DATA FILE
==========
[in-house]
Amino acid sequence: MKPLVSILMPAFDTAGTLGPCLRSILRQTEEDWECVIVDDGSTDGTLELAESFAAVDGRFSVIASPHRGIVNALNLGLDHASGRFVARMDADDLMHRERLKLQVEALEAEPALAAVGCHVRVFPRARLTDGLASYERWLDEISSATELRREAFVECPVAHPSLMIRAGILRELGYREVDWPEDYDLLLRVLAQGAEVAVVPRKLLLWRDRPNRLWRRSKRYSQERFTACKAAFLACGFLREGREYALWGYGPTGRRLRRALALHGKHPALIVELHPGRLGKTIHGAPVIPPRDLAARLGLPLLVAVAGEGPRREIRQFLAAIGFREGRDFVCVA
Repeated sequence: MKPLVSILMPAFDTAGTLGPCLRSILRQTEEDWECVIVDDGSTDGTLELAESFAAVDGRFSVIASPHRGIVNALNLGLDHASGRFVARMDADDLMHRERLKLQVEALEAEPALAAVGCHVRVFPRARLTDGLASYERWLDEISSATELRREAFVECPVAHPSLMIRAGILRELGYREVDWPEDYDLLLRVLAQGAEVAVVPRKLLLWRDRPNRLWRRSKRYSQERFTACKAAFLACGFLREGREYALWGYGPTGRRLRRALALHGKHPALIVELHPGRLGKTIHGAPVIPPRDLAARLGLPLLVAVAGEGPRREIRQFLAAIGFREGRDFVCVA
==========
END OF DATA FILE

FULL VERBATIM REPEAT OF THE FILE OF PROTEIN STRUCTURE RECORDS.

[in-house]
Amino acid sequence: MKPLVSILMPAFDTAGTLGPCLRSILRQTEEDWECVIVDDGSTDGTLELAESFAAVDGRFSVIASPHRGIVNALNLGLDHASGRFVARMDADDLMHRERLKLQVEALEAEPALAAVGCHVRVFPRARLTDGLASYERWLDEISSATELRREAFVECPVAHPSLMIRAGILRELGYREVDWPEDYDLLLRVLAQGAEVAVVPRKLLLWRDRPNRLWRRSKRYSQERFTACKAAFLACGFLREGREYALWGYGPTGRRLRRALALHGKHPALIVELHPGRLGKTIHGAPVIPPRDLAARLGLPLLVAVAGEGPRREIRQFLAAIGFREGRDFVCVA
Repeated sequence: MKPLVSILMPAFDTAGTLGPCLRSILRQTEEDWECVIVDDGSTDGTLELAESFAAVDGRFSVIASPHRGIVNALNLGLDHASGRFVARMDADDLMHRERLKLQVEALEAEPALAAVGCHVRVFPRARLTDGLASYERWLDEISSATELRREAFVECPVAHPSLMIRAGILRELGYREVDWPEDYDLLLRVLAQGAEVAVVPRKLLLWRDRPNRLWRRSKRYSQERFTACKAAFLACGFLREGREYALWGYGPTGRRLRRALALHGKHPALIVELHPGRLGKTIHGAPVIPPRDLAARLGLPLLVAVAGEGPRREIRQFLAAIGFREGRDFVCVA